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HANSA 02-2019

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Schiffstechnik | Ship

Schiffstechnik | Ship Technology In the meantime, the »Roald Amundsen« was launched Owner’s umbrella helps Kleven Shipyard, but … © Kleven In challenging times, the Norwegian shipyard Kleven profits from the »protective shield« of the new owner, the shipowner Hurtigruten. But new and further orders are necessary and time is running short. By Michael Meyer Apart from a current newbuilding programme, the Norwegian shipping company is also planning further expedition cruise vessels and retrofits from which Kleven could benefit. New orders would be more than welcome there. The shipyard might be used as an example: A full capacity utilisation is not an automatism if you are 100% subsidiary of a successful shipping company. Currently, the shipyard with 1,100 employees in Ulsteinvik in western Norway lists two ultra-modern hybrid expedition ships for Hurtigruten and an anchor handling tug for Maersk – the last of a series of six – in its order book. For the time after, however, there is still no business, as shipyard boss Olav Nakken confirms to HANSA. The CEO hasn’t been with Kleven for too long, previously he was active for the shipyard in Wismar, which at the time was an Aker company. »We need new orders«, the experienced shipbuilder, who reports a »good dialogue« with potential customers, admits. »One passenger ship newbuilding per year would be good«. According to Nakken, Kleven currently bids for various projects in various markets. The shipyard had focused on this segment after the offshore market collapsed a few years ago. The CEO calls this »the turning point«. Although he considers a backshift to be possible and feasible in principle, the market will probably not be able to do so in the short term. After the Second World War, the yard, which was only a few years old, was primarily active in the repair market for 15 years, above all for the reconstruction of the Norwegian fishing fleet. From 1960 onwards, there was also an increase in newbuilding business. Since the turn of the millennium, offshore ships, yachts, cost-guard units as well as special ships and ferries have been built. In the doldrums of the shipbuilding industry and in order to attract additional business, Nakken also relied on steel construction, an area that had actually already been outsourced a couple of years ago. Consequently, the shipyard has introduced a modular construction and acquired a welding robot that is supposed to ensure high efficiency. Kleven has already done steel work for the competitor in the immediate vicinity, the large Ulstein Group, among others. There have also already been cooperations with the German Lürssen Group or Polish shipyards. Currently there is no joint project with Lürssen. »But cooperation is a good option, we are open,« says Nakken. The owner Hurtigruten also rates this as »important«, however, according to CEO Daniel Skjeldam there is nothing concrete at the moment. A little relaxation could come if and when Hurtigruten also releases the third planned newbuilding. This is clearly Nakken’s top priority. A letter of intent has already been signed and the contract is 54 HANSA International Maritime Journal – 156. Jahrgang – 2019 – Nr. 2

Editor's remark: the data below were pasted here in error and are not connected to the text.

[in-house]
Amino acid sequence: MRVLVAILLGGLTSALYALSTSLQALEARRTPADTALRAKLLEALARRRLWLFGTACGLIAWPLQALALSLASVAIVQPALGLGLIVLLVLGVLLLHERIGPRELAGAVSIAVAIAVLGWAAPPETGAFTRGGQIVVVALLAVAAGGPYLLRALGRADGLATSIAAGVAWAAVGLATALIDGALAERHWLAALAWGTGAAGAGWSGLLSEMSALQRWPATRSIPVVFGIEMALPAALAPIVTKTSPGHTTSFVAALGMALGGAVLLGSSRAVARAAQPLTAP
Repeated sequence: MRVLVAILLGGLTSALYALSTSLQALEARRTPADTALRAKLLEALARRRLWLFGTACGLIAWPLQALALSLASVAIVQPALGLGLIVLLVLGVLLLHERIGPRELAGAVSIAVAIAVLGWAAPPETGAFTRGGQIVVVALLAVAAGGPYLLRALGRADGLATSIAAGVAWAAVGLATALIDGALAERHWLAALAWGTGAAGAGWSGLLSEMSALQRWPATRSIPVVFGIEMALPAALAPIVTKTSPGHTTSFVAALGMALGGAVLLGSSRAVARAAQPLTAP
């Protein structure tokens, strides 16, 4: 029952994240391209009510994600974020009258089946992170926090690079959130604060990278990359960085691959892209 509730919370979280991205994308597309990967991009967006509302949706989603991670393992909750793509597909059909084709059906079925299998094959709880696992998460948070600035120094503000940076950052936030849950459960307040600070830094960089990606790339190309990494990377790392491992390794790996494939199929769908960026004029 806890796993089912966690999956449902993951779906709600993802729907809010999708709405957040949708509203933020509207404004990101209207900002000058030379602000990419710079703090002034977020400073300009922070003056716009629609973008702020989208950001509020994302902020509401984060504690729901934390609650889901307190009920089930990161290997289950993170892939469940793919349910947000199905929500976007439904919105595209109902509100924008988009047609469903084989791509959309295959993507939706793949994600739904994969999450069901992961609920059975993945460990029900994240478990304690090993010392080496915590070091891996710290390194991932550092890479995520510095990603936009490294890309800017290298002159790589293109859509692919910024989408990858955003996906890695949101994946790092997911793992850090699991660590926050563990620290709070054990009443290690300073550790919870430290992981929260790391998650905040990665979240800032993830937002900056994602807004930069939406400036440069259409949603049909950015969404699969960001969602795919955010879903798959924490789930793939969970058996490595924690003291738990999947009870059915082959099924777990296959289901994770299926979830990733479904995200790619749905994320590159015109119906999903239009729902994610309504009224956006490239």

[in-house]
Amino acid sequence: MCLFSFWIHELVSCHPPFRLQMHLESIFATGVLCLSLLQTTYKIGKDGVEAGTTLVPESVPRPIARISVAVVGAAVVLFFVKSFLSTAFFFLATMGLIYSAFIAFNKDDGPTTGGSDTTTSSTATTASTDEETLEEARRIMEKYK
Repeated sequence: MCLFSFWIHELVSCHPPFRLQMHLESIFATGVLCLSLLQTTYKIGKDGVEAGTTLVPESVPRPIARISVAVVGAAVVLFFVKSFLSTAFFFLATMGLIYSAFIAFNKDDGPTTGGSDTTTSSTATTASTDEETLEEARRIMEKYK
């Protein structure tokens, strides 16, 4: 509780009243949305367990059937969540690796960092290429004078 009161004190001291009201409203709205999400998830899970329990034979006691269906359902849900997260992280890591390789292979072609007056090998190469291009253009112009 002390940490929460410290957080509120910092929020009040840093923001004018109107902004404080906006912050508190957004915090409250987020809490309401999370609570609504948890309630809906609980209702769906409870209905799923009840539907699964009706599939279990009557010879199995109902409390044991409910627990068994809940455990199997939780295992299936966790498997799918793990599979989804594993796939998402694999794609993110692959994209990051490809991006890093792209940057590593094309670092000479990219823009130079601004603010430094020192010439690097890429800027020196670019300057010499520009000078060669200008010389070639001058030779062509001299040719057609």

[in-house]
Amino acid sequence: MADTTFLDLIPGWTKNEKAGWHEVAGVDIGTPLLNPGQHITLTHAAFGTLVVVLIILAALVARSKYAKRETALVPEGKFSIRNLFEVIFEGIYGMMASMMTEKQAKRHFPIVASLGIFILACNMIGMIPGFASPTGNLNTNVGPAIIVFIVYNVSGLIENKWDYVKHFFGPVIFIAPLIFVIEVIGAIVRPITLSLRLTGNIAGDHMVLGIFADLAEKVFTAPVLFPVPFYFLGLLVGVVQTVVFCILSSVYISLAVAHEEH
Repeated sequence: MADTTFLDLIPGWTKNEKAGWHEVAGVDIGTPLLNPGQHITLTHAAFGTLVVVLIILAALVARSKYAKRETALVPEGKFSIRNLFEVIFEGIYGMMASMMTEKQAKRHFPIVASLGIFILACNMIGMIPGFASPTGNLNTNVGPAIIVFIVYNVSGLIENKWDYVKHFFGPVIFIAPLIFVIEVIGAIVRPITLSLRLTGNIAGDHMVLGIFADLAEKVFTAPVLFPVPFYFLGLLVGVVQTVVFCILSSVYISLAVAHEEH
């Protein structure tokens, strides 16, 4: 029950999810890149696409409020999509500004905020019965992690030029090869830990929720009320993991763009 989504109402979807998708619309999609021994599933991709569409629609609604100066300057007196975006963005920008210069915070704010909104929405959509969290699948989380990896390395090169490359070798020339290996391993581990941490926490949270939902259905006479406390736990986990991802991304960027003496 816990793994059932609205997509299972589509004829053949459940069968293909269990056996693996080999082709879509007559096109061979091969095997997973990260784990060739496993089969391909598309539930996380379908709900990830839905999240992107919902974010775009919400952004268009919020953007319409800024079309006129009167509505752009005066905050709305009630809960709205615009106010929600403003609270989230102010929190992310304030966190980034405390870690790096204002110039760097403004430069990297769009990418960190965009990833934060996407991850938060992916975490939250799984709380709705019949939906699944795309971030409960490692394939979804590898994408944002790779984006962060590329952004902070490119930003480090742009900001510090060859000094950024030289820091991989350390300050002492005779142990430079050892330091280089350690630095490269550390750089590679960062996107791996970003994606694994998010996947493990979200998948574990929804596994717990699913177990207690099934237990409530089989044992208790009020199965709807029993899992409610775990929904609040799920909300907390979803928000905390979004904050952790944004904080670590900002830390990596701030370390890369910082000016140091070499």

Schiffstechnik | Ship Technology © Meyer © Hurtigruten Olav Nakken, CEO Kleven Shipyard Daniel Skjeldam, CEO Hurtigruten now to be finalised promptly, as both sides affirm. Nakken is confident that they are working hard on the details and can start construction in April. Skjeldam is also optimistic that the project will make progress. After some delays, the »Roald Amundsen« and »Fridtjof Nansen« are to be delivered in the 1st quarter and towards the end of the 3rd quarter of 2019. Hurtigruten is already working on further newbuildings: »We want and will order additional ships, but it is not yet clear when and where,« Skjeldam tells HANSA. He does not reveal details about ship type and propulsion technology or a possible timetable for the time being. Neither have any orders yet been awarded for the already announced LNG hybrid propulsion systems conversions of up to nine existing Hurtigruten vessels. Kleven would very much like to get a piece of this cake, they would certainly do the balance good. However, as Hurtigruten boss Skjeldam now makes clear, at least the first conversions will take place at other shipyards, »simply because we have no free capacities at Kleven as long as the newbuildings have not been delivered,« says the ship owner, whose company fully owns the shipyard. In recent years, the Fosen shipyard on the Trondheimfjord, among others, had secured several repair orders from Hurtigruten. Despite its own problems, the company from Rissa is also an option for future projects – perhaps even in cooperation with the German shipyard Nordseewerke in Emden, which was taken over at the end of 2018. Skjeldam leaves it open whether and how many of the upcoming retrofits will take place at Kleven. The award of this contract will depend on whether, when and where newbuildings will be ordered. A new welding robot that is supposed to ensure high efficiency © Meyer It seems certain at least that Hurtigruten will not sell the »new« daughter at least in the near term. In the summer of 2018, it took over the shipyard completely. Kleven had previously undergone a restructuring in the course of which new owners, including the Bremen-based Lürssen Group, had taken over 40% of the shares, according to reports, for NOK 300 million (around € 31 million). An unexpected rise in costs for several projects had necessitated a further capital injection. When Hurtigruten finally took over the full 100%, there were various speculations that it could leave again after delivery of the newbuildings if the shipping company no longer had any use for its own shipyard. Today, Skjeldam is impressed by the know-how and the work of the shipbuilders. »We will stay here,« he assures. After all, they want to order new ships, the fleet is planned to grow from today’s 14 with the current newbuildings to 17 and then to at least 20 ships. In addition, the existing fleet will be modernised and partly converted. These plans are not supposed to change, even not as a result of an unfamiliar, new competition. Hurtigruten ships have been part of the Norwegian coastal service since 1893. Today, eleven ships call at 34 ports. As one of the leading providers of sustainable expedition sea voyages, Hurtigruten also has ships for expeditions to polar regions and Latin America. For »traditional« business, however, there is now a new competitor. In mid- March 2018, the Norwegian Ministry of Transport announced that the state-licensed mail shipping service, which is subsidised annually with around € 82 million to secure the supply of the numerous small coastal communities, will be operated by two providers, Hurtigruten and Havila Kystruten, from 2021 to 2030. The newcomer Havila, which has been operating in the offshore sector up to now, will operate with four newbuildings. Nevertheless, Hurtigruten is not afraid. »We don’t see this as a threat,« assures Skjeldam adding, »this will have no effect on our fleet plans. It stays that way.« The two newbuildings now under construction are intended to set new standards in the constantly growing market for expedition cruise ships. A hybrid system, consisting of a diesel-electric engine and a battery pack, will provide the propulsion. It is to be used primarily for peak shaving, i.e. to cover consumption peaks so no second generator has to be switched on. The experience Kleven is currently gathering with this system should be very helpful for negotiations on further orders. n HANSA International Maritime Journal – 156. Jahrgang – 2019 – Nr. 2 55